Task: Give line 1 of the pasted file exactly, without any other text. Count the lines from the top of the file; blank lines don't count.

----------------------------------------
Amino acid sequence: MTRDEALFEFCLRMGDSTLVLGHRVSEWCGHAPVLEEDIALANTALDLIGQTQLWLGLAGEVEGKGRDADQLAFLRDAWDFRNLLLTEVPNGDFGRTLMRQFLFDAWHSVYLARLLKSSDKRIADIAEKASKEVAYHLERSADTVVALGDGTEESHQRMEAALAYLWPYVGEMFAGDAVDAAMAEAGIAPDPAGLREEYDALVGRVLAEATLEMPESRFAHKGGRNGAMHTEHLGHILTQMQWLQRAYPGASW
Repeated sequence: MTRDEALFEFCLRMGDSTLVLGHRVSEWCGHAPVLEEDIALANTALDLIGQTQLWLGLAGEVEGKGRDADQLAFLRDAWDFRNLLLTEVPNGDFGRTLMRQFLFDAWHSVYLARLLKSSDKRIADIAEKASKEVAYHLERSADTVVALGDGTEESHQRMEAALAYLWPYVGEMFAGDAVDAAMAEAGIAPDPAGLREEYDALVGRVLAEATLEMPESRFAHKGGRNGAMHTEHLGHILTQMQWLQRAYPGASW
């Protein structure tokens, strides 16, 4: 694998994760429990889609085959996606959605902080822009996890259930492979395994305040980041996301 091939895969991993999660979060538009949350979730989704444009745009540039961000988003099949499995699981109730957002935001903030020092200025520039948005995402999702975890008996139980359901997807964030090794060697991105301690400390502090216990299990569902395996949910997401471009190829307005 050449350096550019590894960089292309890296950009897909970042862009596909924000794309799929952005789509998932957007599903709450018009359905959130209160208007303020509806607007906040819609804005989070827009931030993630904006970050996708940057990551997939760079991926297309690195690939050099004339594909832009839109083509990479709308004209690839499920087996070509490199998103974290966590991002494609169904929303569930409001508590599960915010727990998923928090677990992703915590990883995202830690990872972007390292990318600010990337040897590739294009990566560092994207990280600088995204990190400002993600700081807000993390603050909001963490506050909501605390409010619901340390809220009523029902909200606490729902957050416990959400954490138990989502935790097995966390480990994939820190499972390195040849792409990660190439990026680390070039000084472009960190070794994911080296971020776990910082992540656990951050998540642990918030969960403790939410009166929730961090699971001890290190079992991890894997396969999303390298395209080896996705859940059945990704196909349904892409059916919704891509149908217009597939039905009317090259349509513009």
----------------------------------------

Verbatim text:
Amino acid sequence: MTRDEALFEFCLRMGDSTLVLGHRVSEWCGHAPVLEEDIALANTALDLIGQTQLWLGLAGEVEGKGRDADQLAFLRDAWDFRNLLLTEVPNGDFGRTLMRQFLFDAWHSVYLARLLKSSDKRIADIAEKASKEVAYHLERSADTVVALGDGTEESHQRMEAALAYLWPYVGEMFAGDAVDAAMAEAGIAPDPAGLREEYDALVGRVLAEATLEMPESRFAHKGGRNGAMHTEHLGHILTQMQWLQRAYPGASW